Renal transplant recipients who have low skeletal muscle attenuation (SMAT) are at higher risk for new-onset diabetes after transplantation (NODAT), investigators reported at the virtual 2021 American Transplant Congress.

Ahram Han, MD, and colleagues at Seoul National University College of Medicine in Seoul, Republic of Korea performed morphometric assessments of preoperative abdominal computed tomography (CT) scans of non-diabetic adult patients who underwent renal transplantation from January 2009 to December 2014 at their institution’s transplant center.

The study population included 314 adult renal allograft recipients. The investigators excluded patients with polycystic kidney disease. During a mean follow-up period of 8.9 years, NODAT developed in 59 patients (18.8%).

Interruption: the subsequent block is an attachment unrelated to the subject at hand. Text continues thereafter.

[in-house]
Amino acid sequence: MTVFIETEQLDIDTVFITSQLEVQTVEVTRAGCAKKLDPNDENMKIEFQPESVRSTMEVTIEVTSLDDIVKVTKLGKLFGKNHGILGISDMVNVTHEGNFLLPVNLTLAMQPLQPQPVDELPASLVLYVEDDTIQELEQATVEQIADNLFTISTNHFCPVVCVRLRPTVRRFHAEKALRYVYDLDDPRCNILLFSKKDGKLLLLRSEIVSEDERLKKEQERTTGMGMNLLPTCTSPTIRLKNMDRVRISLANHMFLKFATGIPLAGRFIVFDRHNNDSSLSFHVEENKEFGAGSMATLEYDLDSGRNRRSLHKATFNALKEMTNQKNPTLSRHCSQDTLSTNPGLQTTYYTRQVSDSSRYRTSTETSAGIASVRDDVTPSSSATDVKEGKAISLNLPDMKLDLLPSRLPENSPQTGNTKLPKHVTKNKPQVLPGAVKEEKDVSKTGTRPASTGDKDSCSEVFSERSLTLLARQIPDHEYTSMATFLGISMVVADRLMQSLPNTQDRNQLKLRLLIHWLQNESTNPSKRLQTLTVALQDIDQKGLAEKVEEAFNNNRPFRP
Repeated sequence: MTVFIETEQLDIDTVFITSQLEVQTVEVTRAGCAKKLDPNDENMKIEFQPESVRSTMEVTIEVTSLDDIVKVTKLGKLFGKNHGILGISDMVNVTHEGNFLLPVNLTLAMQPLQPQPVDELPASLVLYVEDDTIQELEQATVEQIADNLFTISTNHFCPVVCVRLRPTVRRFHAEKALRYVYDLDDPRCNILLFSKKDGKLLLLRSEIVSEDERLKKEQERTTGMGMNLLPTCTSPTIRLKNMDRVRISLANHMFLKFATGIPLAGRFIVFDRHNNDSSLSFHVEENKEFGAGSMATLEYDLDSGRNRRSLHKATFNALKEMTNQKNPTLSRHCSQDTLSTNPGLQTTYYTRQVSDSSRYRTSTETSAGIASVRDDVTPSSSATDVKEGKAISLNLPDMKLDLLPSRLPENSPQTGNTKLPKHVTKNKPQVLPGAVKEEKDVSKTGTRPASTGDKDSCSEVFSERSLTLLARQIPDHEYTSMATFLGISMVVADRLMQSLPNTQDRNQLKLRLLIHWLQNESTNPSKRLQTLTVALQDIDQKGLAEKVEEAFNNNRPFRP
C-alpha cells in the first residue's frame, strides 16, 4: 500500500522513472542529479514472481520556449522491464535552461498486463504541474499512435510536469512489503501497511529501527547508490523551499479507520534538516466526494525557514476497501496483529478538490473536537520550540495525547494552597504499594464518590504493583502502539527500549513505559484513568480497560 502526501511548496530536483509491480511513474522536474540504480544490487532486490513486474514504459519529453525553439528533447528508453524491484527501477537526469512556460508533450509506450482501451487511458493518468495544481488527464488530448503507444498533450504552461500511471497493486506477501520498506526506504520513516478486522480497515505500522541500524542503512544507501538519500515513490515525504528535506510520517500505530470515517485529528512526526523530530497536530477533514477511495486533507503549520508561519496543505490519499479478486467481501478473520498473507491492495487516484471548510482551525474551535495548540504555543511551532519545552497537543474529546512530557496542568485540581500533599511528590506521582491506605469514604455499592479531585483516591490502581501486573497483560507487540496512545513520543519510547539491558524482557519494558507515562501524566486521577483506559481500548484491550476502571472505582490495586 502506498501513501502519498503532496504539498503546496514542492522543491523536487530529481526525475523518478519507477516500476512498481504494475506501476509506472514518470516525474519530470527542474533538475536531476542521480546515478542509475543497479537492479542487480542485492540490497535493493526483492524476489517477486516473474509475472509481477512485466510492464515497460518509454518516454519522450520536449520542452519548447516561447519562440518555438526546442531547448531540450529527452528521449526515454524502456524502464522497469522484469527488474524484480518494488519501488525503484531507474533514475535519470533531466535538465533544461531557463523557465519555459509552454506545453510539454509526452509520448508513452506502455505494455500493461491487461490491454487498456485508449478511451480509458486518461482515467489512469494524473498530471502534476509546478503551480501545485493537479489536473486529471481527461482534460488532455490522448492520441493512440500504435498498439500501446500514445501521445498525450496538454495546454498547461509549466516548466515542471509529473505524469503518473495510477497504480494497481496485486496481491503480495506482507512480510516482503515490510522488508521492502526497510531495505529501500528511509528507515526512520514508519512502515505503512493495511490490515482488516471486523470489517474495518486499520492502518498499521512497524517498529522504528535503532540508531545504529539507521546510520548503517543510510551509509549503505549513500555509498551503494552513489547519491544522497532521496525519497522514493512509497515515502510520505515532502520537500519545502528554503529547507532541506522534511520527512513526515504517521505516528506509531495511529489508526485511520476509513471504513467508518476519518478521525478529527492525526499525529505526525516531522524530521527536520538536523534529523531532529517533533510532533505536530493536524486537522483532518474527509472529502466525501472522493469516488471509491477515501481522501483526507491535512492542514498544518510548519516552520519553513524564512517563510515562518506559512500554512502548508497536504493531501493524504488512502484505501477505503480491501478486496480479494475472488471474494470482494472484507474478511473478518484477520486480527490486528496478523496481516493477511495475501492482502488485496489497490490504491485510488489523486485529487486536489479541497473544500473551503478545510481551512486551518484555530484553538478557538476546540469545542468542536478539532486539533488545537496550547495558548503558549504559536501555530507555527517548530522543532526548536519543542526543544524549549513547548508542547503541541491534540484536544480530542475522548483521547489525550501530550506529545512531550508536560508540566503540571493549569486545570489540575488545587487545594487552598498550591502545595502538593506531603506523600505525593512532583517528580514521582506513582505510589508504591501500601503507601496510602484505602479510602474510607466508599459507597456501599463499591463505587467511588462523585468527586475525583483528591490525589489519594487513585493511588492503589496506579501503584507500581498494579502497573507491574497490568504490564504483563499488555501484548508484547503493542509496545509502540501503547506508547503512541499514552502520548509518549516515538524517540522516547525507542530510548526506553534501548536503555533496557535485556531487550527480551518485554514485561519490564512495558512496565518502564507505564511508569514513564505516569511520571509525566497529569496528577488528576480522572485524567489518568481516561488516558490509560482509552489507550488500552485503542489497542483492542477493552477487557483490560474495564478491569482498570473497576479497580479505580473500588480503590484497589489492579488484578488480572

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On multivariate analysis that included adjustment for known NODAT risk factors such as hepatitis C virus infection and tacrolimus use, patients in the lowest quartile of SMAT had a significant 2-fold increased risk for NODAT compared with those in the second, third, and fourth quartiles, Dr Han and colleagues reported. They found no association between skeletal muscle index and future development of NODAT.

The investigators explained that decreased muscle radiation attenuation on CT scans indicates fat infiltration within muscle. “Such ectopic fat accumulation has recently been recognized as a risk factor for metabolic alterations and cardiovascular disease.”

Reference

Han A, Kim H, Chung C, et al. Renal transplant recipients with low skeletal muscle attenuation have a greater risk of developing new-onset diabetes after transplantation. Presented at: ATC 2021 held June 4-9. Abstract 898.

This article originally appeared on Renal and Urology News